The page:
Organizations invest in #recruiting and #training #veteranhires; yet, 50% of veterans who leave their first employer post-service do so within the first year. Today, we explore how organizations can #retain veterans through #onboarding #transition. Part 2 in this series will provide ideas for encouraging #retention post-onboarding. Today, we explore how organizations can support #veterans through #culturaltransition they face in the civilian world to maximize the workforce, optimize talent, and bring diverse voices to the workplace.
1. Be explicit about your Mission, Values, Goals, and Expectations. Servicemembers are mission-focused and motivated. During onboarding make sure that they understand how their work directly supports your mission. Similarly, live up to the values the organization espouses and outline clear goals and expectations for the employee. Detail what incentives or awards the employee might expect in recognition for accomplishing those goals. By explicitly detailing mission, values, goals, and expectations, organizations can provide much needed structure and expectations management for the employee, which can be challenging to navigate in a new civilian career.
2. Assign your Veteran hires a Benefits Navigator. Civilian sector benefits offer significant choice and autonomy. Especially when faced with new financial circumstances in the private sector, navigating the benefits decision-making process can feel overwhelming. Servicemembers may have unique needs, such as time off for Guard or Reserve Duty, and may not have the same experience in navigating benefits for their needs. Providing servicemembers with a benefits navigator can help them feel less overwhelmed, more included, and supported. External organizations, like Easterseals Veterans Staffing Network, can also serve as partners should your organization lack the expertise to provide this type of support.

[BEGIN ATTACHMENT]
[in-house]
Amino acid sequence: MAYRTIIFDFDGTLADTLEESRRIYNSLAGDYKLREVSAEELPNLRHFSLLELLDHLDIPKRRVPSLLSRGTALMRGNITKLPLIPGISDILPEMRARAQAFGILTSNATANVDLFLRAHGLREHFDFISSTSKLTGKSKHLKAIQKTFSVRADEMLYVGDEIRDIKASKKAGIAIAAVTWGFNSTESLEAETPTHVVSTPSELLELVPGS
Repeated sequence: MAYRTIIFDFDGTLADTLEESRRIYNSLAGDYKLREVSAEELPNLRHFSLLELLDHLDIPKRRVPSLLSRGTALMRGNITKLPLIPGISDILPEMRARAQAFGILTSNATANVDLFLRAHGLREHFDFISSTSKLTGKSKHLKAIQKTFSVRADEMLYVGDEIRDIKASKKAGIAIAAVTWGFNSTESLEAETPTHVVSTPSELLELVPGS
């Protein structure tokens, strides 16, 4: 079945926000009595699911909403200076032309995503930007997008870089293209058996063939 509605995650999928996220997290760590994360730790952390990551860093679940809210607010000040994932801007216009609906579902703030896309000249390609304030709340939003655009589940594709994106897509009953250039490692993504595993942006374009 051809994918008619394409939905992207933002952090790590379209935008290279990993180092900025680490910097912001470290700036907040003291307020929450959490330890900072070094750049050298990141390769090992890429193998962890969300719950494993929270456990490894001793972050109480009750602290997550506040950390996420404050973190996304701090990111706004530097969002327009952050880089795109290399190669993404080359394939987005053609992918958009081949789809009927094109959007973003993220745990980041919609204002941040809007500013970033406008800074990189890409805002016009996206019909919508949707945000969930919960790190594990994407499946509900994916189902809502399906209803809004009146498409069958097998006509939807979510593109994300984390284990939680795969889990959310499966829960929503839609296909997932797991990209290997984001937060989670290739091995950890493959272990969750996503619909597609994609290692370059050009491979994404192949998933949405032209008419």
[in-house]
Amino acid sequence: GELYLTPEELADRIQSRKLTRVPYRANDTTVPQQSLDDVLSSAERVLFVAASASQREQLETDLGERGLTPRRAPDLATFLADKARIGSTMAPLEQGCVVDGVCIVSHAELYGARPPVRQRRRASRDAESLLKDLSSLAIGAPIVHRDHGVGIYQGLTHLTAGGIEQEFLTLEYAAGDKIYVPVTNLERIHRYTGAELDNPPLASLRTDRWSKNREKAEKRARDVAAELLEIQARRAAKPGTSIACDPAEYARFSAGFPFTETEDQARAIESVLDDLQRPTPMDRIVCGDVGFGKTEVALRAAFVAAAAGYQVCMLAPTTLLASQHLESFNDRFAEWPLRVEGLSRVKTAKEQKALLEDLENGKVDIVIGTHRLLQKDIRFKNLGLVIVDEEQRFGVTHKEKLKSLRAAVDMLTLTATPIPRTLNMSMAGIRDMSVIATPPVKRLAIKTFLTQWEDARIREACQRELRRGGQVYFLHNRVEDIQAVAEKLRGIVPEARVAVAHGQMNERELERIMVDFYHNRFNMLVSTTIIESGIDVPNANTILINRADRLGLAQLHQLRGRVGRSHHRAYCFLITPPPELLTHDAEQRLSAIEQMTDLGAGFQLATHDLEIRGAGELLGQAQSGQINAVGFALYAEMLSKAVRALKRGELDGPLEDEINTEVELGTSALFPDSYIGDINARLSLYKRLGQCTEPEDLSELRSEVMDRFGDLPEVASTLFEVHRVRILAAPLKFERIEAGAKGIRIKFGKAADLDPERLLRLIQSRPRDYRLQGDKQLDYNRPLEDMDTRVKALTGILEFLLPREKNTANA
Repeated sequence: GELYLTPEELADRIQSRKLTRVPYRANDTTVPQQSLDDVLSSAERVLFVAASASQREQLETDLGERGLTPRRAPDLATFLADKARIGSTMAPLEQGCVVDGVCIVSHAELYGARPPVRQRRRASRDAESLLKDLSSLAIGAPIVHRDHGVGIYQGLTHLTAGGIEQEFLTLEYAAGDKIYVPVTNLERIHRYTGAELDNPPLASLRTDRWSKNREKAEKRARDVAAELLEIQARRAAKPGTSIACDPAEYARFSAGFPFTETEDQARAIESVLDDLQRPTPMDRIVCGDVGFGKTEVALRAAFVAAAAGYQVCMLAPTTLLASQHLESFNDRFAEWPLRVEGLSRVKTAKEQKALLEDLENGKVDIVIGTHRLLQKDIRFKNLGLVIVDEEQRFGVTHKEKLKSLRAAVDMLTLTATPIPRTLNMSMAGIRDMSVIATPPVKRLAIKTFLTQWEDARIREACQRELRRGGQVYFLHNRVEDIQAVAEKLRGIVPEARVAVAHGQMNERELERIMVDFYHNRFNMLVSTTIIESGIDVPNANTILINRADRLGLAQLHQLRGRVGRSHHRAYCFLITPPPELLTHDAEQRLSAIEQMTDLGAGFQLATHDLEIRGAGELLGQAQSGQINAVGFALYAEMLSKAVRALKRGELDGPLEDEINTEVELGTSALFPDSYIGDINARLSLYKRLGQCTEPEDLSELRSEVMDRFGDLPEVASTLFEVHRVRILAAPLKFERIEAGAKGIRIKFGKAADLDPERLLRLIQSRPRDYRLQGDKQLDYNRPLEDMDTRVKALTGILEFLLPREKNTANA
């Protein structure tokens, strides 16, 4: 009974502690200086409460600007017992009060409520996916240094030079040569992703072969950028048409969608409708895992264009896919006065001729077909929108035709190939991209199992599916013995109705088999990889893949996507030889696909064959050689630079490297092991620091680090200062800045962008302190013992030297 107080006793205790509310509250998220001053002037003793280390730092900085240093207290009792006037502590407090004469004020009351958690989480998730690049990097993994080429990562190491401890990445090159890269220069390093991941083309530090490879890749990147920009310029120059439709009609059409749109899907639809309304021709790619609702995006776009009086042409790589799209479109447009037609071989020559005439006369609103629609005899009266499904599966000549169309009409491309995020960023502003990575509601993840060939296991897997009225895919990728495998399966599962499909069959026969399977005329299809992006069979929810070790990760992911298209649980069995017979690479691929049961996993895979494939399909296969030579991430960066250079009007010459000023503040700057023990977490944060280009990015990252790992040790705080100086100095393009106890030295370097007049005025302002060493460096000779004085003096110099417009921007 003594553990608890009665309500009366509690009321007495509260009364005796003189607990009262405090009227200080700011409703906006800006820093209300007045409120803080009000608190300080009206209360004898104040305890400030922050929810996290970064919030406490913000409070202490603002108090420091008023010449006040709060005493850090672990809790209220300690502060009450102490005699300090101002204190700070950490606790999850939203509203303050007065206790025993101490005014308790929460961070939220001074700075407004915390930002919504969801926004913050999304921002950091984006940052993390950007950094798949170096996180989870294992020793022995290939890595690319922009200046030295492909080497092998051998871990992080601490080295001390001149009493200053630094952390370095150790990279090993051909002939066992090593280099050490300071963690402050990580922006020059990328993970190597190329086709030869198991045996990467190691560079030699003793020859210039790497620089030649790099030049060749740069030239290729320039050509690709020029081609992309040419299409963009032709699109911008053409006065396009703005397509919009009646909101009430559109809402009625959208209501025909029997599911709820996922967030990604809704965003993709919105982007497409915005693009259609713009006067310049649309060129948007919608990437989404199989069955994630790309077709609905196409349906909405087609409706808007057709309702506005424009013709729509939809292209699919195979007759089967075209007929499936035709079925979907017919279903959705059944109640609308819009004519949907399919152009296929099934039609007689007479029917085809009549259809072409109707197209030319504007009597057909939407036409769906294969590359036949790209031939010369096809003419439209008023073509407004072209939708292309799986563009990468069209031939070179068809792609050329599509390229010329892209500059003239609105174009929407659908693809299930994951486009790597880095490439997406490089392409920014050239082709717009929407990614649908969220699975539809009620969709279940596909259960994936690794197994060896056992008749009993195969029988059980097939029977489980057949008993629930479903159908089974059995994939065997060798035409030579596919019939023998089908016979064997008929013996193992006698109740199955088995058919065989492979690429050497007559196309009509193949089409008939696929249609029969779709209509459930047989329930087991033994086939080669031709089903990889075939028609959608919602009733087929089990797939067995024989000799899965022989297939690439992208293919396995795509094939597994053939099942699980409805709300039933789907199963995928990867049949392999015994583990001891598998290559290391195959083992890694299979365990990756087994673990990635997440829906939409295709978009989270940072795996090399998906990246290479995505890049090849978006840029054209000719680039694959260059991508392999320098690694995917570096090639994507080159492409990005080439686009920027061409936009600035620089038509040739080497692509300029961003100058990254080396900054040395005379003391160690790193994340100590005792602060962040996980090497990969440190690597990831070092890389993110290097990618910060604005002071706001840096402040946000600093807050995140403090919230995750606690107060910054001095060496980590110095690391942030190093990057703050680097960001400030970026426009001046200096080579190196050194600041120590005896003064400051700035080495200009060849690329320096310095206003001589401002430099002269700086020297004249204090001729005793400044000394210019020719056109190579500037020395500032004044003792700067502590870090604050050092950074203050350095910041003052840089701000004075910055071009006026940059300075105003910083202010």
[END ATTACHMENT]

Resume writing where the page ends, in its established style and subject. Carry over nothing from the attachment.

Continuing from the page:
3. Create or Outsource a Cultural Onboarding Orientation. The civilian world feels different when you’ve been away from it for a while – there are differences in attitude and cultural norms. These can be challenging to navigate as they are often unexpressed. Providing cultural orientation or coaching to support can help your new employee navigate your organization. If you don’t have the bandwidth to do this in-house, Nextpat offers a cultural orientation course that can be tailored to individual company cultures as well as #coaching for new employees.
4. Assign a Veteran Peer Mentor to the New Employee. A peer #mentor who has also served in the military can support the employee navigate the ins and outs of civilian life
at your company and beyond. A mentor has already been through the transition and can support your new hire. Veteran mentors can also help new employees navigate frustrations and find a way forward that retains their talent instead of seeking new employment elsewhere. If you don’t have other veterans at your organization, consider partnering with an organization like American Corporate Partners or the e-mentor program.
5. Support the Family. Military families may find it challenging to find a civilian friends
who understand their unique circumstances – including deployments, overseas postings, and readjustments. Creating family-friendly engagement opportunities or partnering with Veteran Family organizations, like BlueStar Families, can help families build relationships that support the employee’s transition. These relationships can encourage retention if the family and veteran feel included, recognized, and comfortable in their new situation.
Veterans bring unique skills, leadership experience, and diversity to organizations. After investing in their recruitment, make sure they don’t become disenchanted with the final mile. Your onboarding and #inclusiveculture are pre-requisites to ensuring greater retention of these talented employees.
If you need consulting services to develop an internal mentoring program, are interested in creating an onboarding cultural orientation program, or implementing a coaching program, please reach out to Nextpat at email@example.com.